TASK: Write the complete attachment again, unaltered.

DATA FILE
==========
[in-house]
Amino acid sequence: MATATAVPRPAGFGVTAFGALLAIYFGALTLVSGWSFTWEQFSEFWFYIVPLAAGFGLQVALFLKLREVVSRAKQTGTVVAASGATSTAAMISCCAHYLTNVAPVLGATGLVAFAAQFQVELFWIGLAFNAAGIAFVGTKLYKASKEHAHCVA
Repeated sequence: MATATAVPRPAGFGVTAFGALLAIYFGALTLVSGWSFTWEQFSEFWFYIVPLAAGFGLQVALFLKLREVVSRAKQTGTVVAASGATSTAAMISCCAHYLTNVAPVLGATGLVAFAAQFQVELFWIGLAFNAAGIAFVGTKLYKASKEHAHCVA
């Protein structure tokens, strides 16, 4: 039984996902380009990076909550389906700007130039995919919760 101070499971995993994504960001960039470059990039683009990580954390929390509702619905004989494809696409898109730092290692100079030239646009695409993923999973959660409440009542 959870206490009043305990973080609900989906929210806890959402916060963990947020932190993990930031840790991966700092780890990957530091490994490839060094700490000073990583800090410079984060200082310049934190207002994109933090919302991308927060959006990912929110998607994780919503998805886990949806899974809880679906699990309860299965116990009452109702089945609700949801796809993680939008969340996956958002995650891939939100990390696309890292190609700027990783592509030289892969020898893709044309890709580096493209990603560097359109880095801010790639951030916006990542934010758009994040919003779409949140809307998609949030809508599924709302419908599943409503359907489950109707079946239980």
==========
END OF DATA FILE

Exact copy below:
[in-house]
Amino acid sequence: MATATAVPRPAGFGVTAFGALLAIYFGALTLVSGWSFTWEQFSEFWFYIVPLAAGFGLQVALFLKLREVVSRAKQTGTVVAASGATSTAAMISCCAHYLTNVAPVLGATGLVAFAAQFQVELFWIGLAFNAAGIAFVGTKLYKASKEHAHCVA
Repeated sequence: MATATAVPRPAGFGVTAFGALLAIYFGALTLVSGWSFTWEQFSEFWFYIVPLAAGFGLQVALFLKLREVVSRAKQTGTVVAASGATSTAAMISCCAHYLTNVAPVLGATGLVAFAAQFQVELFWIGLAFNAAGIAFVGTKLYKASKEHAHCVA
């Protein structure tokens, strides 16, 4: 039984996902380009990076909550389906700007130039995919919760 101070499971995993994504960001960039470059990039683009990580954390929390509702619905004989494809696409898109730092290692100079030239646009695409993923999973959660409440009542 959870206490009043305990973080609900989906929210806890959402916060963990947020932190993990930031840790991966700092780890990957530091490994490839060094700490000073990583800090410079984060200082310049934190207002994109933090919302991308927060959006990912929110998607994780919503998805886990949806899974809880679906699990309860299965116990009452109702089945609700949801796809993680939008969340996956958002995650891939939100990390696309890292190609700027990783592509030289892969020898893709044309890709580096493209990603560097359109880095801010790639951030916006990542934010758009994040919003779409949140809307998609949030809508599924709302419908599943409503359907489950109707079946239980």